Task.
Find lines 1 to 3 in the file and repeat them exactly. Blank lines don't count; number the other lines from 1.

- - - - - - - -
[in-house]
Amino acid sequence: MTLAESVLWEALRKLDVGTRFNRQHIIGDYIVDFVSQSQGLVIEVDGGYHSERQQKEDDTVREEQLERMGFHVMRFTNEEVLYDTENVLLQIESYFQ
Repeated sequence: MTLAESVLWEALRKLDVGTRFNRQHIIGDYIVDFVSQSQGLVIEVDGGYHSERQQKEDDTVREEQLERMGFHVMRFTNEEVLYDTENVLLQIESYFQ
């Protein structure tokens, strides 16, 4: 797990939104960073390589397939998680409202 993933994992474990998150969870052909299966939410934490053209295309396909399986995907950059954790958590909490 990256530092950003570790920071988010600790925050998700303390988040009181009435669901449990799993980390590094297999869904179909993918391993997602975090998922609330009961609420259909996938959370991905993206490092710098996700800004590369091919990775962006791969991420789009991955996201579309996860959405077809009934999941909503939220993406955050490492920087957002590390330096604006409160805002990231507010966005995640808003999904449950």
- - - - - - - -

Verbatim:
[in-house]
Amino acid sequence: MTLAESVLWEALRKLDVGTRFNRQHIIGDYIVDFVSQSQGLVIEVDGGYHSERQQKEDDTVREEQLERMGFHVMRFTNEEVLYDTENVLLQIESYFQ
Repeated sequence: MTLAESVLWEALRKLDVGTRFNRQHIIGDYIVDFVSQSQGLVIEVDGGYHSERQQKEDDTVREEQLERMGFHVMRFTNEEVLYDTENVLLQIESYFQ